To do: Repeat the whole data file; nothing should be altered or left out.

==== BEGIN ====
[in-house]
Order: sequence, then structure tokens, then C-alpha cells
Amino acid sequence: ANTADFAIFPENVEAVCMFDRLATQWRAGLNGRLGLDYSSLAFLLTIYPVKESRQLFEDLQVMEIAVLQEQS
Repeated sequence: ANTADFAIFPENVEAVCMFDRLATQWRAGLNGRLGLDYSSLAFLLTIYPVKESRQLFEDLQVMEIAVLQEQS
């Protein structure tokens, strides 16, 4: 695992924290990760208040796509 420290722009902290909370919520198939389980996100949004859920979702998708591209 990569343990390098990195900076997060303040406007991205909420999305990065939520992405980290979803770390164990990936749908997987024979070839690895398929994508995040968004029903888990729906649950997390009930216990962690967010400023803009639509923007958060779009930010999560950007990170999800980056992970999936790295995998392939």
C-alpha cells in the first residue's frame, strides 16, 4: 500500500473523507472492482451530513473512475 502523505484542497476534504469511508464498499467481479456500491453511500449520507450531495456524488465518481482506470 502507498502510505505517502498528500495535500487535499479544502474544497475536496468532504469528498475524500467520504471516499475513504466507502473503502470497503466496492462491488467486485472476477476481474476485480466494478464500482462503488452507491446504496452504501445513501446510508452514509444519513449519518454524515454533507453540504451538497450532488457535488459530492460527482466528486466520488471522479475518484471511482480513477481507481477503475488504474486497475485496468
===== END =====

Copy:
[in-house]
Order: sequence, then structure tokens, then C-alpha cells
Amino acid sequence: ANTADFAIFPENVEAVCMFDRLATQWRAGLNGRLGLDYSSLAFLLTIYPVKESRQLFEDLQVMEIAVLQEQS
Repeated sequence: ANTADFAIFPENVEAVCMFDRLATQWRAGLNGRLGLDYSSLAFLLTIYPVKESRQLFEDLQVMEIAVLQEQS
């Protein structure tokens, strides 16, 4: 695992924290990760208040796509 420290722009902290909370919520198939389980996100949004859920979702998708591209 990569343990390098990195900076997060303040406007991205909420999305990065939520992405980290979803770390164990990936749908997987024979070839690895398929994508995040968004029903888990729906649950997390009930216990962690967010400023803009639509923007958060779009930010999560950007990170999800980056992970999936790295995998392939």
C-alpha cells in the first residue's frame, strides 16, 4: 500500500473523507472492482451530513473512475 502523505484542497476534504469511508464498499467481479456500491453511500449520507450531495456524488465518481482506470 502507498502510505505517502498528500495535500487535499479544502474544497475536496468532504469528498475524500467520504471516499475513504466507502473503502470497503466496492462491488467486485472476477476481474476485480466494478464500482462503488452507491446504496452504501445513501446510508452514509444519513449519518454524515454533507453540504451538497450532488457535488459530492460527482466528486466520488471522479475518484471511482480513477481507481477503475488504474486497475485496468